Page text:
Harpago chiragra

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Harpago chiragra
Harpago chiragra 01.JPG
Five views of a shell of Harpago chiragra
Scientific classification
Kingdom: Animalia
Phylum: Mollusca
Class: Gastropoda
(unranked): clade Caenogastropoda
clade Hypsogastropoda
clade Littorinimorpha
Superfamily: Stromboidea
Family: Strombidae
Genus: Harpago
Species: H. chiragra
Binomial name
Harpago chiragra
(Linnaeus, 1758)
Synonyms[1]
  • Lambis chiragra (Linnaeus, 1758)
  • Lambis harpago Röding, 1798
  • Lambis kochii Freyer, 1855
  • Lambris rugosa (Sowerby, 1842)
  • Lambis undulata Röding, 1798
  • Pterocera kochii Freyer, 1855
  • Strombus chiragra Linnaeus, 1758 (basionym)

Harpago chiragra, common name the Chiragra spider conch, is a species of very large sea snail, a marine gastropod mollusk in the family Strombidae, the true conchs. [1]

Shell description[edit]

The shell length for this species varies between 85 mm and 320 mm, usually to 170 mm.[2] Harpago chiragra has a very thick, robust and heavy shell, with a distinct anterior notch. Its most prominent characteristic are the six long and curved marginal digitations, expanded from the flaring, thick outer lip and canals. The columella and aperture are lirate.

Anatomy[edit]

Sexual dimorphism is strongly present in this species. Female individuals are usually much larger than the male ones.[2]

Distribution[edit]

Harpago chiragra is widely distributed in the Indo-Pacific, ranging from the Aldabra Atoll, Chagos, Mauritius, Mozambique, Sri Lanka and the Gulf of Bengal to eastern Polynesia. It ranges north as far as Taiwan and southern Japan, and south to New Caledonia and Australia.[2]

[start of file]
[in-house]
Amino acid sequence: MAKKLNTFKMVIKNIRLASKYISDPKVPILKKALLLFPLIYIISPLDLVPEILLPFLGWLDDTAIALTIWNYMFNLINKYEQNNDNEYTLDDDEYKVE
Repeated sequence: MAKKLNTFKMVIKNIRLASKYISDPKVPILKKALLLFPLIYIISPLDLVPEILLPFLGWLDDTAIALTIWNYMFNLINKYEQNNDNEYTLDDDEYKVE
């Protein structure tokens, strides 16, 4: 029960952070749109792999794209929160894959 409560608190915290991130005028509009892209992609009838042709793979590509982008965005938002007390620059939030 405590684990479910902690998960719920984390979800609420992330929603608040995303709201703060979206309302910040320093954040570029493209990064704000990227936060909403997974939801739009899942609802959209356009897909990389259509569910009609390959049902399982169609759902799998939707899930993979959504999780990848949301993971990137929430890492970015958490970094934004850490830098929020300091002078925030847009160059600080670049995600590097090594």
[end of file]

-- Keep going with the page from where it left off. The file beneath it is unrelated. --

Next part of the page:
Ecology[edit]

Habitat[edit]

Harpago chiragra lives in coral reef areas. It can be found in littoral and sublittoral zones, in tidal pools and low tide levels to a depth of around 25 m.[2]

Feeding habits[edit]

Harpago chiragra is known to be an herbivore, feeding on plants and algae.

Human uses[edit]

The flesh of H. chiragra is edible, and it is locally collected for food. The shell is used in shellcraft.[2]

References[edit]

  1. ^ a b Bouchet, P. (2011). Harpago chiragra (Linnaeus, 1758). Accessed through: World Register of Marine Species at http://www.marinespecies.org/aphia.php?p=taxdetails&id=564725 on 2011-04-23
  2. ^ a b c d e Poutiers, J. M. (1998). Gastropods in: FAO Species Identification Guide for Fishery Purposes: The living marine resources of the Western Central Pacific Volume 1. Seaweeds, corals, bivalves and gastropods. Rome, FAO, 1998. page 477. Cite error: Invalid <ref> tag; name "Poutiers" defined multiple times with different content (see the help page).
  • Dautzenberg, Ph. (1929). Mollusques testacés marins de Madagascar. Faune des Colonies Francaises, Tome III
  • Walls, J.G. (1980). Conchs, tibias and harps. A survey of the molluscan families Strombidae and Harpidae. T.F.H. Publications Ltd, Hong Kong

External links[edit]